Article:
That evening we witnessed civics in the high country. There was an altercation amongst the mountain herders that almost came to fists. But eventually a “counsel” of herder men gathered, heard both sides, literally pushed both parties away, the counsel then discussed the situation and brought back the two sides. Both sides agreed to the decision and parted ways. This was interesting, because Mark inadvertently happened to be on one of the sides. Along the hike there was a horse shepherd who had followed the scout’s group for about an hour, asking if they wanted to put their packs on the horse or ride the horse. They said “no” for about an hour, then Mark and eventually Magnus decided to let the horse carry their packs. The scout did not speak English, and none of the group spoke Amharic. We had bought an “all-inclusive” trip, and on the first day 2 shepherds with their horse and mule had appeared. They thought that maybe this guy was part of the package. There was some deliberate misleading on the shepherd’s part, because he was not a part of the pre-arranged trip. And miscommunication due to language barriers on Mark’s side. At the end of the trip, the shepherd wanted to be paid by the company for his work. This led to the argument. When the counsel formed, Mark had to give his side of the story and the shepherd gave his side of the story. We talked about the whole process and remarked that there were no lawyers, no police, just judgment by peers. And in the end, it all worked out.
Our final day of hiking was beautiful and medically uneventful. Josh took his steroids, Benadryl, and a puff of the inhaler and we all slept well. We hiked up to 3900 meters, about 12,800 feet. The views along the way were spectacular, which was good, because we hiked ourselves right into a big bank of clouds. The clouds parted on our way back to the van, and showed us a glimpse of Adamse’s home. It was a small box, perched high above a cliff. These people are mountain climbers. From the moment they are crawling, they are scaling mountains. It’s truly incredible.
We left our three day adventure with an increased appetite for more. The Simien Mountains are spectacular.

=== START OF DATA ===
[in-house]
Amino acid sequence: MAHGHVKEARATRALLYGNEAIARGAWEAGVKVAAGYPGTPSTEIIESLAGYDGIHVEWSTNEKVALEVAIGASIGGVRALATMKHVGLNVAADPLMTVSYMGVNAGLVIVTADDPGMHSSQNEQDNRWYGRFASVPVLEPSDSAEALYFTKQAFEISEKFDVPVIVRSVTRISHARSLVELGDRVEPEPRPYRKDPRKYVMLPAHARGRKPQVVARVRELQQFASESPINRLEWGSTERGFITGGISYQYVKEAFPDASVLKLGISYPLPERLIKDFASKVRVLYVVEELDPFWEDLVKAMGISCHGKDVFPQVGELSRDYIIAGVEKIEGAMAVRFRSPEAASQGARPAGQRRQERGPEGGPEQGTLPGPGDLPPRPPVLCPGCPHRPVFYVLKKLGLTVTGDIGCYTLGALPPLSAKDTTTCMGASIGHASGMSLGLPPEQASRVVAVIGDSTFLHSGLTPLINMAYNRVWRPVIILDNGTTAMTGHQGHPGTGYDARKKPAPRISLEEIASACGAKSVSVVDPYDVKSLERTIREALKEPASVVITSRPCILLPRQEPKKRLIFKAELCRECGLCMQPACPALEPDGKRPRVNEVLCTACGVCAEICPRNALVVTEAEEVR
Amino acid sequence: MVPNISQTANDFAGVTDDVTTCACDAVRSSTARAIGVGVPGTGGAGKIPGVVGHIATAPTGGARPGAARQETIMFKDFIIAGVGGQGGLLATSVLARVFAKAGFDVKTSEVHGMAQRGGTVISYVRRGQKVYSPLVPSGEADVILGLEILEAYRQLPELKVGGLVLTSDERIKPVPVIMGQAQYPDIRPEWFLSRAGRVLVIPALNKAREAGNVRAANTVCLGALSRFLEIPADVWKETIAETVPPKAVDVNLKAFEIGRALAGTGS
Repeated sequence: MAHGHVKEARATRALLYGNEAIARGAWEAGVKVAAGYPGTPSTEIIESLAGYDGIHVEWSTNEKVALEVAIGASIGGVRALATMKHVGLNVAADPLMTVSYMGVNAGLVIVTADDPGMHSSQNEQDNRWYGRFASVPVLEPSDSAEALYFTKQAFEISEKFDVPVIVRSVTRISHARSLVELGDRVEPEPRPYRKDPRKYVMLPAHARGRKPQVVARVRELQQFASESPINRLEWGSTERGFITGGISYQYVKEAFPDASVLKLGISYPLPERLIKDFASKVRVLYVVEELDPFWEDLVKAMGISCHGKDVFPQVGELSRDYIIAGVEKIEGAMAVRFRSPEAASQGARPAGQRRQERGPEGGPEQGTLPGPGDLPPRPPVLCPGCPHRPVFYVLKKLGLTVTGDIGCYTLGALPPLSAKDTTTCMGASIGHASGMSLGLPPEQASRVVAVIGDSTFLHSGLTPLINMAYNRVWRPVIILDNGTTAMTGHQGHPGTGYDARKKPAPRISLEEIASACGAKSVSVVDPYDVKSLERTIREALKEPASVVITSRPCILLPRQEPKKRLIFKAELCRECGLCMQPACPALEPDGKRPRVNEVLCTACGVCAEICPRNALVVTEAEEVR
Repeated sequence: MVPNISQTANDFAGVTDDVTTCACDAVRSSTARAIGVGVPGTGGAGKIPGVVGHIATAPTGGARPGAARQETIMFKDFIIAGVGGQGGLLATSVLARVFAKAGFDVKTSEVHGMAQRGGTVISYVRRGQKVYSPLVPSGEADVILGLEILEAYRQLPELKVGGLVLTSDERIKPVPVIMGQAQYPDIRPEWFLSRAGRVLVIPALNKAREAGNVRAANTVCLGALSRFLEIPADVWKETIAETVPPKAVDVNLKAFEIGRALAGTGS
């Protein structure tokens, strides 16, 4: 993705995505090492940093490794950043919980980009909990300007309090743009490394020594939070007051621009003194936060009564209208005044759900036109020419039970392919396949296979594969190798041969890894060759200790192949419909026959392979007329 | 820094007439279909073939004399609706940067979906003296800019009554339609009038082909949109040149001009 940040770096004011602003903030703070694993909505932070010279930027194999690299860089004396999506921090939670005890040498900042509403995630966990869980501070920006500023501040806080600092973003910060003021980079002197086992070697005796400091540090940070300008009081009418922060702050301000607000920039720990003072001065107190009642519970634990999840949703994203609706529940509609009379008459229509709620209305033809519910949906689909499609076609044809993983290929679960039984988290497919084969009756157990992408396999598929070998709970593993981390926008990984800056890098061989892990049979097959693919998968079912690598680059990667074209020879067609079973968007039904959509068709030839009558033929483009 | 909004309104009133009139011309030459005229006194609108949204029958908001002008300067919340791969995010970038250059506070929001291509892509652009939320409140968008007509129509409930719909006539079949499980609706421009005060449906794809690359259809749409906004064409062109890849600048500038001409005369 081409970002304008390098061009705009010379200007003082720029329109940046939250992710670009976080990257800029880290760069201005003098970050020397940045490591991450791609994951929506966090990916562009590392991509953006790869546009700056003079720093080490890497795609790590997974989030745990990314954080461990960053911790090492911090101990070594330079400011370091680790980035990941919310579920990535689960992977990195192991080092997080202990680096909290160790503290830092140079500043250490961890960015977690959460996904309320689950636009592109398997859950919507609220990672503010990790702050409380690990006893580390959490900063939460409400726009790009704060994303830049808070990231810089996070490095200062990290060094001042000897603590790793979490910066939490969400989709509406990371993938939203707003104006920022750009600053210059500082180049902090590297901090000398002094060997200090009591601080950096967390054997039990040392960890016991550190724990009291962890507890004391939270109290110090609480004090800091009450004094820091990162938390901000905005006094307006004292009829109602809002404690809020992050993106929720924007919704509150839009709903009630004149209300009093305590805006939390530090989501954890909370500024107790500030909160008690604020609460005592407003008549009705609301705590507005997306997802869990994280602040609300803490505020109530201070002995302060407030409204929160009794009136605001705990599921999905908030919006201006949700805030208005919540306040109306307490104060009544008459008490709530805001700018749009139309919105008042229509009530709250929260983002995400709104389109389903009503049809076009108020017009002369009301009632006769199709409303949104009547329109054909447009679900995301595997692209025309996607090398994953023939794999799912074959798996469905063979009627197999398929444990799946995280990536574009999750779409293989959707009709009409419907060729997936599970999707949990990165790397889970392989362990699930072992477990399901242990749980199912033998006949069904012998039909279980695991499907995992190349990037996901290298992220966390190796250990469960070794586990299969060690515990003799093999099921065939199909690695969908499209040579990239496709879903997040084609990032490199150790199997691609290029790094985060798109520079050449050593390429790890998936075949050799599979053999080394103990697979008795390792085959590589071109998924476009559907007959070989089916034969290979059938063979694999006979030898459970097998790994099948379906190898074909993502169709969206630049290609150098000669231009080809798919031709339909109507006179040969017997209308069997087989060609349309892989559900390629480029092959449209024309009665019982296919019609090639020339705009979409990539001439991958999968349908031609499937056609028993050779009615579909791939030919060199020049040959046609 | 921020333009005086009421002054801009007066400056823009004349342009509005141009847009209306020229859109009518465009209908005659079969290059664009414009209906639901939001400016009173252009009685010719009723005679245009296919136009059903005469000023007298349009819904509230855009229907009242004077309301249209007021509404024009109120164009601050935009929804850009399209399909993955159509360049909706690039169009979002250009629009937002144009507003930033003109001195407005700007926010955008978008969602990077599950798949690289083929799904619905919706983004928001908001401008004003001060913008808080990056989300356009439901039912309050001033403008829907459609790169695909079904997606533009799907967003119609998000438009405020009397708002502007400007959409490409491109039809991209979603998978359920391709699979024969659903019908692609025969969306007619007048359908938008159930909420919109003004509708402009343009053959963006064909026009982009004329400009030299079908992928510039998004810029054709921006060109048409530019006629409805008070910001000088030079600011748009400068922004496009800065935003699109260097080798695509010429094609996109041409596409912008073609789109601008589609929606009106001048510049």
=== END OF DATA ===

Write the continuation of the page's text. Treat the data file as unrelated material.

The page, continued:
Friday, October 24, 2014
This week we started cervical cancer screening at Gondar University Hospital. Dr. Semanawit is a General Practitioner who has been assigned to the Gynecology outpatient ward. She hopes to be accepted into the Obstetrics and Gynecology Residency program next year. She and I decided to start the screening on patients who had come to the outpatient ward for Gyn problem visits. We use the WHO criteria and screen patients 30 years or older. Patients may come for problems such as utero-vaginal prolapse, urinary incontinence, irregular bleeding, amenorrhea or infertility. The Gyn outpatient clinic consists of 2 rooms, about 8 feet by 15 feet in size. One room has about 4 desks and 10 chairs squeezed like a tetras game into the space. Usually 5 patients are being seen at one time in this room. The interns and residents take the patient’s history. Then, the patient is brought to the other room for their exam. The exam room is in constant turnover. As one patient is getting dressed, the next patient is getting undressed, and 2-8 interns and residents are squished into the room as well, trying to direct the patients as well as consult with their seniors about the patients’ exam, problems and management. It is in this exam room that we decided to do cervical cancer screening. Unfortunately, a few of the patients who presented with irregular vaginal bleeding already had advanced cervical cancer. These were the patients who upon inserting the speculum, had fragments of tissue and blood clots just slough off, almost pouring out of their vagina. There is nothing other than palliative care that can be offered to these women. Gondar does not have radiation oncology. Today I saw a very young looking 40 year old with advanced cervical cancer. She was admitted with anemia, and given a blood transfusion and pain medications.